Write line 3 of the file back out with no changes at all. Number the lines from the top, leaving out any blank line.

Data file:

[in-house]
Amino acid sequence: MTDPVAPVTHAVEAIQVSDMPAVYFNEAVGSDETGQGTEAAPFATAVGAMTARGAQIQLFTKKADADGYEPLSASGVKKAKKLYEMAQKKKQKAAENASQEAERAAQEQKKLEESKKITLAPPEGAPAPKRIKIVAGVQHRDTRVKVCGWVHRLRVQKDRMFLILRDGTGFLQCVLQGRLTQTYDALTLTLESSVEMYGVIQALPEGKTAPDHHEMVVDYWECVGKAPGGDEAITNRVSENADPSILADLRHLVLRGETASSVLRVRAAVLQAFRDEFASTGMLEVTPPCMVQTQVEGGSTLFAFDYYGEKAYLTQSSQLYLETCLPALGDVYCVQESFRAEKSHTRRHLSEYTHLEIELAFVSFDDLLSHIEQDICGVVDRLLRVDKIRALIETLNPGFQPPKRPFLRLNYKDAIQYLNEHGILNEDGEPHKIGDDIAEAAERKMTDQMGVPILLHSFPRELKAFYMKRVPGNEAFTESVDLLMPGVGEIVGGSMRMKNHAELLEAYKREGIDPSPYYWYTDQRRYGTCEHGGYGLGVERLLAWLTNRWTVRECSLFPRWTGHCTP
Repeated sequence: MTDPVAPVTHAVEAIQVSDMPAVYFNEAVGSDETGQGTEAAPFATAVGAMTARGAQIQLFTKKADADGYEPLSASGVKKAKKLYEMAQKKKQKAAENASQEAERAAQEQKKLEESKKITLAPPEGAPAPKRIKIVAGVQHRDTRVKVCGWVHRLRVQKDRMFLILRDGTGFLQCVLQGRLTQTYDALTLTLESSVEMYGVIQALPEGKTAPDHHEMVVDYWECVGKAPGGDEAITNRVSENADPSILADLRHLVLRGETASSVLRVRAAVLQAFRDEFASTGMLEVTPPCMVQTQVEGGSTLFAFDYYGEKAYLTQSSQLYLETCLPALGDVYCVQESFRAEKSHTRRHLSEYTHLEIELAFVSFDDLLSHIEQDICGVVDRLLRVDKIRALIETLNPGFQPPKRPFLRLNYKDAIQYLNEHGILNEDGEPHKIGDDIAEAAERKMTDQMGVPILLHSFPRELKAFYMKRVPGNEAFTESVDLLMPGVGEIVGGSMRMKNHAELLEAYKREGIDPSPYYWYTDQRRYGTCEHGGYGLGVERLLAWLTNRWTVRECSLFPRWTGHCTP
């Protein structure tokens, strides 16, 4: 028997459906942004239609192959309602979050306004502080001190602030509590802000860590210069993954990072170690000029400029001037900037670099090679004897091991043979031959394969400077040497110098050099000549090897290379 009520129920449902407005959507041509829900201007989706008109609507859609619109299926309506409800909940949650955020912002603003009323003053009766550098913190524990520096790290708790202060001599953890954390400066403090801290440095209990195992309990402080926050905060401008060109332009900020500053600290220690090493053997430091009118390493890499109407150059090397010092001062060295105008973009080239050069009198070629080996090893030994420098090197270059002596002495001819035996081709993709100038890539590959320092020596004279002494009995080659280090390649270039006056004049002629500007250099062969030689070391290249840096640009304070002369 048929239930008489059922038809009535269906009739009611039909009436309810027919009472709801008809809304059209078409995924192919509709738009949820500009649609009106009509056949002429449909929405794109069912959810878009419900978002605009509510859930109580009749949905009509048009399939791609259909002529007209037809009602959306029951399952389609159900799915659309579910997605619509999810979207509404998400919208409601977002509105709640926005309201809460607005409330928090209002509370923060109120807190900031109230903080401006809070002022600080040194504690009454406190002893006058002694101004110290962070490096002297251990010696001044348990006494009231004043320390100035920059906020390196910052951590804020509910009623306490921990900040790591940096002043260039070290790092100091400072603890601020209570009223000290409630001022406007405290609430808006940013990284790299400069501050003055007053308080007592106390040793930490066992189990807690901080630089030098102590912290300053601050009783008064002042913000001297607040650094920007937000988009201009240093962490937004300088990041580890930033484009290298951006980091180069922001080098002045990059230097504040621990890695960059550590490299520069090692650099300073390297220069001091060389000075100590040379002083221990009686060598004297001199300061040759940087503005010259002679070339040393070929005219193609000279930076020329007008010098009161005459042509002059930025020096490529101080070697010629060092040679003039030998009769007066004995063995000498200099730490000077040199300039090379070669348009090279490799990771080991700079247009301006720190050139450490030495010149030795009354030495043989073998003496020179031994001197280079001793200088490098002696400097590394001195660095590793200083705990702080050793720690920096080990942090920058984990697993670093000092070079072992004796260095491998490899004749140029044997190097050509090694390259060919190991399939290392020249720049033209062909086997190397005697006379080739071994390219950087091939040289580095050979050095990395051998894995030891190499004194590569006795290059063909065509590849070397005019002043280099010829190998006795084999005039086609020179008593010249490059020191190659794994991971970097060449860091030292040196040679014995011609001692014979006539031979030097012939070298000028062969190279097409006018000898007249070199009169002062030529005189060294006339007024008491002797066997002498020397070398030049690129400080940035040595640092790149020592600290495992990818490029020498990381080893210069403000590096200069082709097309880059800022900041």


Repeated sequence: MTDPVAPVTHAVEAIQVSDMPAVYFNEAVGSDETGQGTEAAPFATAVGAMTARGAQIQLFTKKADADGYEPLSASGVKKAKKLYEMAQKKKQKAAENASQEAERAAQEQKKLEESKKITLAPPEGAPAPKRIKIVAGVQHRDTRVKVCGWVHRLRVQKDRMFLILRDGTGFLQCVLQGRLTQTYDALTLTLESSVEMYGVIQALPEGKTAPDHHEMVVDYWECVGKAPGGDEAITNRVSENADPSILADLRHLVLRGETASSVLRVRAAVLQAFRDEFASTGMLEVTPPCMVQTQVEGGSTLFAFDYYGEKAYLTQSSQLYLETCLPALGDVYCVQESFRAEKSHTRRHLSEYTHLEIELAFVSFDDLLSHIEQDICGVVDRLLRVDKIRALIETLNPGFQPPKRPFLRLNYKDAIQYLNEHGILNEDGEPHKIGDDIAEAAERKMTDQMGVPILLHSFPRELKAFYMKRVPGNEAFTESVDLLMPGVGEIVGGSMRMKNHAELLEAYKREGIDPSPYYWYTDQRRYGTCEHGGYGLGVERLLAWLTNRWTVRECSLFPRWTGHCTP